Court Allows Woman to Sue Herself in Wrongful Death Case
Our personal injury lawyers frequently represent individuals who have been injured or otherwise harmed by the negligence or wrongdoing of another. Sometimes, the harm in question is the loss of a loved one, and in a wrongful death case (i.e. one stemming from a car crash, a surgical mistake, etc.), we represent the families of the deceased in seeking compensation from the people or organizations responsible for causing the wrongful death.
In a fascinating (and quire crazy) turn of legal precedent, a Utah court has granted a woman the ability to sue herself for the wrongful death of her husband. Yes, that’s right – she will be both the plaintiff and the defendant in the case. Apparently, in late December of 2011, a woman was driving in a car with her husband when she got into a car accident – an accident that ended the life of her husband. Now, the surviving wife of the victim is suing herself in the capacity of the driver of the vehicle at the time of the crash.
According to reports, in the lawsuit against herself, the woman is seeking an “unspecified amount” of money related to losses she’s incurred in the capacity of the deceased man’s wife, including medical and funeral costs in addition to anguish and loss of companionship. Our personal injury lawyers know that, if successful, the woman (as plaintiff) would recover money from herself (such money being paid by her insurance carrier). The woman’s legal claims against herself indicate that the woman, as driver, lost control of a Range Rover, which flipped over, throwing her 55-year-old husband from the vehicle; he sustained head injuries from which he died 10 days later.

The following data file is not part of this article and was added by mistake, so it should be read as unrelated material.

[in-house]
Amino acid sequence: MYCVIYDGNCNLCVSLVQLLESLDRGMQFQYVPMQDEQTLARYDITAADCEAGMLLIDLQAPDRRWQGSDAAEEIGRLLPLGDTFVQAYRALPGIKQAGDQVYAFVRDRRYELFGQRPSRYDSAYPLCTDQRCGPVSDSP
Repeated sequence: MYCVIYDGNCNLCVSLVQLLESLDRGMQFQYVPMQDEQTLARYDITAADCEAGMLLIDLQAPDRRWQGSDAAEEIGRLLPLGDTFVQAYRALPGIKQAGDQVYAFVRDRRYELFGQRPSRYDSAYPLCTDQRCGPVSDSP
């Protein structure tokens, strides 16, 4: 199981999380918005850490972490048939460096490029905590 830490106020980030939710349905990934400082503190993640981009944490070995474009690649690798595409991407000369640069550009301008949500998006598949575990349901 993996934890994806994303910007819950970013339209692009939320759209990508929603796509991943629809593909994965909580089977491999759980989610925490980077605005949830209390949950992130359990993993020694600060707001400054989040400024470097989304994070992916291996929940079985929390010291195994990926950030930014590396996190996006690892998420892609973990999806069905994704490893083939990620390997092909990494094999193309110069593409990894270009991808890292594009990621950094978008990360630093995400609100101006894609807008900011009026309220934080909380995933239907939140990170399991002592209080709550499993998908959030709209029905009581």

When the Utah woman initially filed the case in 2014, the judge understandably dismissed it. However, an Appeals Court earlier this month reinstated the lawsuit, claiming that Utah state law did not preclude the woman from being able to sue herself for damages. In seeking compensation from the insurance company through the lawsuit against herself as the driver of the vehicle at the time of the crash, the woman is also acting for the benefit of the estate of her husband. As such, creditors will be paid before the woman, in her capacity as the deceased man’s wife, receives any money.
The insurance company’s attorneys filed a motion to dismiss the lawsuit (as they would be the ones paying if the woman, as the deceased man’s wife, wins the wrongful death suit). In the motion, the lawyers pointed out the complications of the case, noting, “the jury would be asked to determine how much money will fairly compensate [the woman] for the harm she caused herself.”
While the lawyers point is not necessarily a legal argument substantial enough to warrant the tossing of a case, their point does emphasize the fact that not all wrongful death cases are the same. At the Law Offices of Aronberg, Aronberg & Green, we have experience handling wrongful death cases of all different types. Because each case is different, each legal defense must be unique. If you have any questions about this or any other personal injury issue, please contact our lawyers at 561-266-9191 or email@example.com to set up a free consultation.